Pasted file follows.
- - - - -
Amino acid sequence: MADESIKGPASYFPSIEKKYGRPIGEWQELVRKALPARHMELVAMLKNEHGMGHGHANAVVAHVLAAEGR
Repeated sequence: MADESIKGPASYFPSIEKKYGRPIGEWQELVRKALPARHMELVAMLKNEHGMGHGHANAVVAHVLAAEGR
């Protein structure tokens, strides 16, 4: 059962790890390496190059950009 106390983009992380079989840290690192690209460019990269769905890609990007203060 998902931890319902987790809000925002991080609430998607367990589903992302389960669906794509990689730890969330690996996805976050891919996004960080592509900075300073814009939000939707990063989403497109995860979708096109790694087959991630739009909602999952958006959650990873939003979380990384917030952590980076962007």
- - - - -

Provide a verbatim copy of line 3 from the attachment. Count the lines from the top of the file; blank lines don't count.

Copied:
């Protein structure tokens, strides 16, 4: 059962790890390496190059950009 106390983009992380079989840290690192690209460019990269769905890609990007203060 998902931890319902987790809000925002991080609430998607367990589903992302389960669906794509990689730890969330690996996805976050891919996004960080592509900075300073814009939000939707990063989403497109995860979708096109790694087959991630739009909602999952958006959650990873939003979380990384917030952590980076962007």